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Old 05-22-2013, 01:59 PM   #12
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What started the whole conversation on the other forum was how poorly some feel the hill assist works on the new 981 MT. Not sure if Porsche was trying to open up MT to a whole new generation or was just trying to help those that do use the handbrake.
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Old 05-22-2013, 02:00 PM   #13
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I don't really use the method myself, though I can understand why some would do it. There is one rather large hill with a traffic signal at the crest on my commute where any vehicle will roll back because of the incline. I know this to be true because whether it's the Boxster, a Corolla (automatic), a Jeep (automatic), a Cavalier (automatic), or my motorcycle, I have rolled back on this hill while driving any of them when I am not engaging the brakes. And despite this happening to any vehicle that doesn't have some sort of hill assit feature, jerky people always seem to want to get right up behind you, within inches of your bumper. When I see them start to creep up I let the car slip back a few inches as a warning, but that doesn't always work and some just keep coming. So I either have to launch a bit harder than I'd like, or risk having some idiot in a crappy rust bucket, or soccer mom in an SUV she can't get into without climbing up the tire, tap my bumper and create a situation I'd rather avoid.

To me this has nothing to do with my skill in driving a manual transmission vehicle, but everything to do with the situational awareness, or lack thereof, of the other driver(s). If I can't help rolling back even just one inch on this hill no matter what I'm driving, and an inch is all some idiot left between me and them, that's a crappy situation no matter how skilled I may be, and I more often than not have the more expensive car to fix in the case of driving the Boxster should someone end up in my bumper.
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Old 05-22-2013, 02:09 PM   #14
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I don't really use the method myself, though I can understand why some would do it. There is one rather large hill with a traffic signal at the crest on my commute where any vehicle will roll back because of the incline. I know this to be true because whether it's the Boxster, a Corolla (automatic), a Jeep (automatic), a Cavalier (automatic), or my motorcycle, I have rolled back on this hill while driving any of them when I am not engaging the brakes. And despite this happening to any vehicle that doesn't have some sort of hill assit feature, jerky people always seem to want to get right up behind you, within inches of your bumper. When I see them start to creep up I let the car slip back a few inches as a warning, but that doesn't always work and some just keep coming. So I either have to launch a bit harder than I'd like, or risk having some idiot in a crappy rust bucket, or soccer mom in an SUV she can't get into without climbing up the tire, tap my bumper and create a situation I'd rather avoid.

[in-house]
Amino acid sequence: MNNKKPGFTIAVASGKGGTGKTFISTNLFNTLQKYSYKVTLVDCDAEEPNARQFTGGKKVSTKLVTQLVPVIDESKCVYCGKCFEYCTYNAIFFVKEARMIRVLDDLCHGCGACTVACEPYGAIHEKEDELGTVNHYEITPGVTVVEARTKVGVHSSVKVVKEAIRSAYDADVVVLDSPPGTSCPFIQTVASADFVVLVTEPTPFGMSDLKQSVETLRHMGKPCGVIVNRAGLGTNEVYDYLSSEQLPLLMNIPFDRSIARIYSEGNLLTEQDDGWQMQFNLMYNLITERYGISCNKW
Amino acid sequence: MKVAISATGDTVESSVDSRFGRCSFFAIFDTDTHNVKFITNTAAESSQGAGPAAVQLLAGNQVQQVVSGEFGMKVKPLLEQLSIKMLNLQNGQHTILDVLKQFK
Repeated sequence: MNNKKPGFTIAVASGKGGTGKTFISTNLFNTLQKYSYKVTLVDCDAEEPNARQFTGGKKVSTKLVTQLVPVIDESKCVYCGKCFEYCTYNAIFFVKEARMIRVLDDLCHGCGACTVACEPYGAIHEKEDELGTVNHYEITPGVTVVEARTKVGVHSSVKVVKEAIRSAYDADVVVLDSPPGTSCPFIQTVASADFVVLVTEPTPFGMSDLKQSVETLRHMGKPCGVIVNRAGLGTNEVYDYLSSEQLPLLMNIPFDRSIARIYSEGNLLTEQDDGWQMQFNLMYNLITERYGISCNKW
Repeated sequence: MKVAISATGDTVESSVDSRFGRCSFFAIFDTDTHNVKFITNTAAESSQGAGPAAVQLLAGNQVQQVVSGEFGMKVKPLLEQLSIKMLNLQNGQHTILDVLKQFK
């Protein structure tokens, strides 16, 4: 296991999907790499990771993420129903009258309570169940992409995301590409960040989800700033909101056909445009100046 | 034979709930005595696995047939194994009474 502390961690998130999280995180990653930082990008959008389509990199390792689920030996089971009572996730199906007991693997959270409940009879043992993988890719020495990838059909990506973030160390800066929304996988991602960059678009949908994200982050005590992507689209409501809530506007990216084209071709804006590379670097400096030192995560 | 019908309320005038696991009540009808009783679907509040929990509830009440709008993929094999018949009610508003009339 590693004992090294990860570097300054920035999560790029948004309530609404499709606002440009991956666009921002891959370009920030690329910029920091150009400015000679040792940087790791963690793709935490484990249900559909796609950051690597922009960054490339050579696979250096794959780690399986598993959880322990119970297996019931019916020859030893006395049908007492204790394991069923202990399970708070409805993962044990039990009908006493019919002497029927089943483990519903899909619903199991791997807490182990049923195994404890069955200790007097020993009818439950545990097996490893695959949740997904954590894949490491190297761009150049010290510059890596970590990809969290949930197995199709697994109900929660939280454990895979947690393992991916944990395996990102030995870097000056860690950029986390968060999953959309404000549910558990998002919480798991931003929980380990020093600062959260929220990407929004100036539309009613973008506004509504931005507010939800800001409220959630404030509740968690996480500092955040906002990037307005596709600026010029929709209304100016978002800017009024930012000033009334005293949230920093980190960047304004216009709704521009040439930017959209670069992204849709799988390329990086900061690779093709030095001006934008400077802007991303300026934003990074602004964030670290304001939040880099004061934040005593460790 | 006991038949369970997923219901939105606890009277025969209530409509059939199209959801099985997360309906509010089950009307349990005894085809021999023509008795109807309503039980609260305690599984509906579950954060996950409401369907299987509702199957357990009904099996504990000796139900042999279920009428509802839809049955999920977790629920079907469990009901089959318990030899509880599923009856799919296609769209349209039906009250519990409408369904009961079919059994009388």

To me this has nothing to do with my skill in driving a manual transmission vehicle, but everything to do with the situational awareness, or lack thereof, of the other driver(s). If I can't help rolling back even just one inch on this hill no matter what I'm driving, and an inch is all some idiot left between me and them, that's a crappy situation no matter how skilled I may be, and I more often than not have the more expensive car to fix in the case of driving the Boxster should someone end up in my bumper.
Yup totally agree, for all of us there probably is a time an place for it no matter what your everyday preference is.
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Old 05-23-2013, 07:55 AM   #15
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I have to agree that the latest generation is completely devoid of situational awareness, partially due to electronic device distraction, inexperience and chronic ADD.